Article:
News, 31 May 2017

Building climate negotiation skills for African officials

Officials from African countries will have the opportunity to increase their climate negotiation skills at two training workshops in Dakar in June.

Workshop participants will hear from senior LDC climate negotiator Mamadou Honadia, who headed Burkina Faso's delegation to the 2016 UN climate summit (Image: Matt Wright/IIED)

The workshops are part of an international programme designed to enable developing country negotiators to effectively access and participate in UN climate talks. 

The first workshop is designed for officials and junior negotiators from Anglophone African countries and will take place from 5-9 June. The second workshop, to be held on 8-9 June, is designed for officials from Francophone African countries. Both workshops will be hosted by ENDA energie and are being organised by the European Capacity Building Initiative (ecbi)

Workshop participants will have the opportunity to hear from senior government officials, experienced climate negotiators and their advisors about the key issues for the least developed countries (LDCs) at the climate summits.

One of the speakers will be Burkina Faso's senior climate negotiator, Mamadou Honadia. Honadia has 20 years' experience of international climate negotiations, and headed Burkina Faso's delegation to the 2016 UN climate talks in Marrakech. He spoke to IIED about the importance of training young LDC negotiators. 

Watch Burkina Faso's Mamadou Honadia talking about his experiences as a climate negotiator


Honadia told IIED that he feels he has a responsibility to share his experiences with young negotiators from vulnerable countries. He said: "They have been lucky compared to us, but the responsibility personally I have is to share with them what I know, in order to prepare those who would replace us two, three years ahead of us."

The responsibility personally I have is to share with them what I know, in order to prepare those who would replace us – Mamadou Honadia

Burkina Faso is one of 48 LDC countries. These nations are among the most vulnerable to the adverse effects of climate change and are often least equipped to argue their case in international talks.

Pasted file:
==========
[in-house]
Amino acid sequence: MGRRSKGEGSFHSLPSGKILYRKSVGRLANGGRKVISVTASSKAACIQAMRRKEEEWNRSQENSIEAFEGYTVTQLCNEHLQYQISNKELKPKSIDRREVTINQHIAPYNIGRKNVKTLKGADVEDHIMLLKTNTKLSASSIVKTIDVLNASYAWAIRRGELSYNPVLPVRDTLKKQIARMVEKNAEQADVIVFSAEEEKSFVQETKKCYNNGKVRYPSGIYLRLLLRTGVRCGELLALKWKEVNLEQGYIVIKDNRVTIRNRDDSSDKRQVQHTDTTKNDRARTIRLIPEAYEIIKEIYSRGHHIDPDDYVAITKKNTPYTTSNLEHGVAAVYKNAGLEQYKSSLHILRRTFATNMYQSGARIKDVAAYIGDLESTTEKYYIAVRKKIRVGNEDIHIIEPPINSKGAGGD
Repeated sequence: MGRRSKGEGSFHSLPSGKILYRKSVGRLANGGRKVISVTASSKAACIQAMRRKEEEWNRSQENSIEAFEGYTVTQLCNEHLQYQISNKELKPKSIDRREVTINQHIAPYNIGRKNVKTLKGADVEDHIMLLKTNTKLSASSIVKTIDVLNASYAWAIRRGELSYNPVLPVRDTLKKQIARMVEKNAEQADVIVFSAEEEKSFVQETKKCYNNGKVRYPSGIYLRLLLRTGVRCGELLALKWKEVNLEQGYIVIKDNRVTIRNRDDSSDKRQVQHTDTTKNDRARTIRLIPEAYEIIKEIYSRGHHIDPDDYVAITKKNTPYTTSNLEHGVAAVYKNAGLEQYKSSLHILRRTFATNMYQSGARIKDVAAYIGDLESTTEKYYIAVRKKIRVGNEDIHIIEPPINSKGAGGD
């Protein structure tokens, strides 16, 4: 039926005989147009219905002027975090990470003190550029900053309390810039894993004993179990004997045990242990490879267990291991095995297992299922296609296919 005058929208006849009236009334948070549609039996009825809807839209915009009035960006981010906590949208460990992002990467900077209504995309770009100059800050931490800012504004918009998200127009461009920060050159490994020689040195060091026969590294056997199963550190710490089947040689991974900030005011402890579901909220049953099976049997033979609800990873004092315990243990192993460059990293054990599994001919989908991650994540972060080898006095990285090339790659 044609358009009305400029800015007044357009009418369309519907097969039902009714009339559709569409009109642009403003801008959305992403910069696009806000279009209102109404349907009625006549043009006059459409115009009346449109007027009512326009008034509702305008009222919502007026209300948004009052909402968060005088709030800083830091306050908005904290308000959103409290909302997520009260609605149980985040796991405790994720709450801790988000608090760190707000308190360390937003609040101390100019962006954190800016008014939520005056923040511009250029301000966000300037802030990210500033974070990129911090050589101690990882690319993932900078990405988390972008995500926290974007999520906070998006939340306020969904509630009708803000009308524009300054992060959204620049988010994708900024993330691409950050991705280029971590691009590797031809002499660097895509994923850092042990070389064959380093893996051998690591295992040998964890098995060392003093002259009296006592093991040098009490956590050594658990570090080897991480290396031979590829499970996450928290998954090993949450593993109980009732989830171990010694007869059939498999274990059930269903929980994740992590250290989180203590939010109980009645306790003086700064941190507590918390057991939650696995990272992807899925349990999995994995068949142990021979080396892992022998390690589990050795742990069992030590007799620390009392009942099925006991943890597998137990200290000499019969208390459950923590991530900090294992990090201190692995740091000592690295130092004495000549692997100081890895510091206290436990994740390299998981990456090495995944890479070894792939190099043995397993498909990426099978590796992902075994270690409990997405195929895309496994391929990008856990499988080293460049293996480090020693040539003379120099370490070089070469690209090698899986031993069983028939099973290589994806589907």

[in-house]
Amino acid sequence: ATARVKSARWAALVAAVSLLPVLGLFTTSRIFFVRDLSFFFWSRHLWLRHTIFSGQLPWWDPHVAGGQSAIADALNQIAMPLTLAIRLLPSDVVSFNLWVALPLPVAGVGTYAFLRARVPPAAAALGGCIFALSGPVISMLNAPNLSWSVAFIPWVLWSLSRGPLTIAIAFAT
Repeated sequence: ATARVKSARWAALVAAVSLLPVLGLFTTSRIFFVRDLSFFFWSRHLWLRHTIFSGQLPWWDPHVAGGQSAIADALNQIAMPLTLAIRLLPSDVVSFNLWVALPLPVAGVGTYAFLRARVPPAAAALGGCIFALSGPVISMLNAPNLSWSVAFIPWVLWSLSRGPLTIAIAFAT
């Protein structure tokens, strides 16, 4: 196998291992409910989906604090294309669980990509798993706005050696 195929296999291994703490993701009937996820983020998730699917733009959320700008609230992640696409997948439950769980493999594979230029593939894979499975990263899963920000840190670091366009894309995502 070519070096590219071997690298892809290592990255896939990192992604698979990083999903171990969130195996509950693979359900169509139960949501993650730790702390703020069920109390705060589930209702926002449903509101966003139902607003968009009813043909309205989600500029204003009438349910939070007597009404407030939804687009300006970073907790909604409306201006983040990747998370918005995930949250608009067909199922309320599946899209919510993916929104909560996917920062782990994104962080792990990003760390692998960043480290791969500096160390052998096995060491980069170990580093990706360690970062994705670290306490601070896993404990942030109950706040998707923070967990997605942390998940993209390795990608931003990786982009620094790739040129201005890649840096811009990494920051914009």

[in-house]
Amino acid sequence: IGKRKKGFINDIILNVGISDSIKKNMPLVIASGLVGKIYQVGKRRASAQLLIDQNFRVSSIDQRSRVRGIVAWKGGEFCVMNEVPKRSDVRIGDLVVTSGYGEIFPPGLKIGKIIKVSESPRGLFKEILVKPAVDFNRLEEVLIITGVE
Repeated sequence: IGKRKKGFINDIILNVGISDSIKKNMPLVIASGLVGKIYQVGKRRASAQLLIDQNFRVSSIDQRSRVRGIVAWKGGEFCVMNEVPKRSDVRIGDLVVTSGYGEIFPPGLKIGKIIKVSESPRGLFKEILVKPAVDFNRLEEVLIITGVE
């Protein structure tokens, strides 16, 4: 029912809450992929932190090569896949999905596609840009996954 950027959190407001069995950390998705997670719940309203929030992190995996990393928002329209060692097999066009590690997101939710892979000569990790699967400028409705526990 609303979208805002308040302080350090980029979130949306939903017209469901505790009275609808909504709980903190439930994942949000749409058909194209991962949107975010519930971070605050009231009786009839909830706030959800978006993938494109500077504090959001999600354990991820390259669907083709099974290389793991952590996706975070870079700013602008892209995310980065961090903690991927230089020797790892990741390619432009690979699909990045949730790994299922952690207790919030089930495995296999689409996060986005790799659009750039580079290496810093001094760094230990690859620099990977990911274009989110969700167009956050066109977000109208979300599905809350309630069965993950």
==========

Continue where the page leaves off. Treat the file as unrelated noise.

Honadia first attended international climate talks in 1991. He said his first experiences as a negotiator for a vulnerable developing nation were very difficult. He said that a key problem was that he did not speak English – but he was also worried about his inexperience inadvertently causing problems.

He said: "When you start negotiating without any background, without any advice, without any skills on how the UN procedures are, it really is very difficult because, rapidly, you can create a diplomatic incident."

The first Conference of the Parties (COP) to the United Nations Framework Convention on Climate Change (UNFCCC) took place in 1995. Today, the Least Developed Countries Group collaborates effectively to put LDC issues at the forefront of the talks.

Building capacity for the future

The ecbi was launched in 2005 with a remit to support developing country negotiators. IIED is a lead partner, managing the ecbi training and support programme. The programme runs regular workshops for UNFCCC negotiators from vulnerable developing countries and offers bursaries to enable junior negotiators to develop specialist knowledge. 

In 2016 IIED organised four ecbi workshops in the run-up to the Marrakech climate summit. Thirty officials from Anglophone African countries attended a regional climate negotiation workshop in Tanzania in September, and in November Honadia was one of a range of experts who spoke at a pre-COP ecbi workshop for junior climate negotiators.

Negotiators trained by ecbi in regional and pre-COP workshops have risen not only to become senior negotiators in the UNFCCC process, but also leaders of regional groups and of UNFCCC bodies and committees, and ministers and envoys in their home countries. These ecbi alumni are now capacity builders themselves, aiding the initiative's efforts to train and mentor the next generation of negotiators.

Honadia now works in the prime minister's office in Burkina Faso, dealing with the Green Climate Fund. He still values the opportunity to share his experiences. He said: "I think it's very important because other people are still vulnerable to climate change. We are poor countries. We still need some strong young fellow(s) to continue the fight we have started."

IIED is a lead partner European Capacity Building Initiative, managing the training and support programme in collaboration with Oxford Climate Policy. The work is backed by funding from the German government's International Climate Initiative.

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